The Portsmouth Historical Society curator’s committee is working on displays for next season that are centered around the 1920s. I chose to work on the women’s suffrage movement in Portsmouth because I thought I had an abundance of material on it already. Little did I know that when I began to research again, I would see ever widening rings of Portsmouth families and neighbors that were part of the movement. The short list of Portsmouth women active in the movement has begun to grow and grow. In subsequent blogs I will focus on these women individually.

Whole generations of families (women and men) were active in promoting the cause of the right of women to vote. The Mitchel Family, the Ballou Family and the Howe Family were prime examples of movement activity passing from one generation to another. The Bristol Ferry neighborhood in general was a “hotbed” of women’s rights efforts. Our Portsmouth women had connections, too. There was a natural connection to other women on the island through the Newport County Women’s Suffrage League. Through Portsmouth artist and reformer Sarah Eddy national leaders such as Susan B. Anthony came to visit Portsmouth. Through the hospitality of the Ballou Family, Rhode Island and Providence leaders came to visit and speak. Julia Ward Howe was a national leader in her own right and gave the Portsmouth women a connection to Massachusetts women as well.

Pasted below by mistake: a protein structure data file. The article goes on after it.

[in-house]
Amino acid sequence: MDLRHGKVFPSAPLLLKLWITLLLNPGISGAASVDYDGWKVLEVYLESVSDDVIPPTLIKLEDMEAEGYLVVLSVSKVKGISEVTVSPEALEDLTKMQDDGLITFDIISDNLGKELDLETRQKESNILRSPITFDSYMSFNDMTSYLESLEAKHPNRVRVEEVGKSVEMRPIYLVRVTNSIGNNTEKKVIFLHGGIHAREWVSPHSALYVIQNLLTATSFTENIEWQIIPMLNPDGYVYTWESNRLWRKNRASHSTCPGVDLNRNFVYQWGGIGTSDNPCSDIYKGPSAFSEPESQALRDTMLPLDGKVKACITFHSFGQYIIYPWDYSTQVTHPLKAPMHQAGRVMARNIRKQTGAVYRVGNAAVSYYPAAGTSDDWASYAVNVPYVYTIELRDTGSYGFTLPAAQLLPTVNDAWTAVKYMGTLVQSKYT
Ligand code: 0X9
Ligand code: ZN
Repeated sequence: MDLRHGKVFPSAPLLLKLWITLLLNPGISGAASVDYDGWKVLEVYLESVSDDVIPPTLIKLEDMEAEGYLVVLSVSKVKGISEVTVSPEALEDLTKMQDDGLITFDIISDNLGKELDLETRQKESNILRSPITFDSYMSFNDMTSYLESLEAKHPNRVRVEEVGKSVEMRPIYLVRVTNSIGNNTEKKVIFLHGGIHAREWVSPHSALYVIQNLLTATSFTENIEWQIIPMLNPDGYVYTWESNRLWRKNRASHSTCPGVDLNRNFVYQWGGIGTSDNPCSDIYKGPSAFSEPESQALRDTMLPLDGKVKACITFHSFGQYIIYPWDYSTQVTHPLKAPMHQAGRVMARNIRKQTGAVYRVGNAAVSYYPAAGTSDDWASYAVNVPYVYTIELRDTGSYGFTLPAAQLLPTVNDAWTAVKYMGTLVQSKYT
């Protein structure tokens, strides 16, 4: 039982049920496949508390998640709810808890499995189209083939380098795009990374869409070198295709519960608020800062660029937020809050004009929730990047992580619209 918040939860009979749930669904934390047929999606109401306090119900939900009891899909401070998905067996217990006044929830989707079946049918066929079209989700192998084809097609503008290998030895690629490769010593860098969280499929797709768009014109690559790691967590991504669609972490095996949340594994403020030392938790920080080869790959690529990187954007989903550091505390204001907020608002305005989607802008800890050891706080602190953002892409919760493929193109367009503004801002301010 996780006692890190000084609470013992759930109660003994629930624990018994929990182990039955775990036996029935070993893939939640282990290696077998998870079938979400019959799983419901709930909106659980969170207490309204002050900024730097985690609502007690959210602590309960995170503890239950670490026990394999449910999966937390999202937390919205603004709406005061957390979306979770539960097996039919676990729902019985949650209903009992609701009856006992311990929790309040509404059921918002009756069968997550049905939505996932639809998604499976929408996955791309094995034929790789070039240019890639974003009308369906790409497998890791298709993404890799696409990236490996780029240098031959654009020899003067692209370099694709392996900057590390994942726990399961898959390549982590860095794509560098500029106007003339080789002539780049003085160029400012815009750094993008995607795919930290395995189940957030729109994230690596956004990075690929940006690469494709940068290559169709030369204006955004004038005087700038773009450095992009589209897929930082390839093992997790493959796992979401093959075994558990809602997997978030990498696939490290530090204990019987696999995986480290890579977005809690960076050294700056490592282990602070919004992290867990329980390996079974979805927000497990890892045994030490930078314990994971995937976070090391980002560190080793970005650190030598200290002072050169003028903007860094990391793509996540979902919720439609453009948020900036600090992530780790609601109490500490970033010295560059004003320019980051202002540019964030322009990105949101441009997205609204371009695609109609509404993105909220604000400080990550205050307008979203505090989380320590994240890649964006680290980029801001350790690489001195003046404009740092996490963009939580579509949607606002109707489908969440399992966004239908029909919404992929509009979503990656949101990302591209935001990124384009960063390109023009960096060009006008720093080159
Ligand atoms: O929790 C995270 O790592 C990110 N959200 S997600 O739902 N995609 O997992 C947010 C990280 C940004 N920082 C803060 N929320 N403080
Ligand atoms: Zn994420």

These women were reformers and were involved in other efforts. Abolition, temperance and social welfare issues were part of their heritage. After women got the vote, they devoted their energies to the League of Women Voters and local political parties (primarily the Republican Party).

My research is continuing, but a blog enables me to revisit blogs as I uncover more information. My goal is to focus on the women individually or in families. What is their background, education, and what other causes were important to them? How did they fit into the life of Portsmouth?

Letitia Lawton, Cora Mitchel and Emeline Eldredge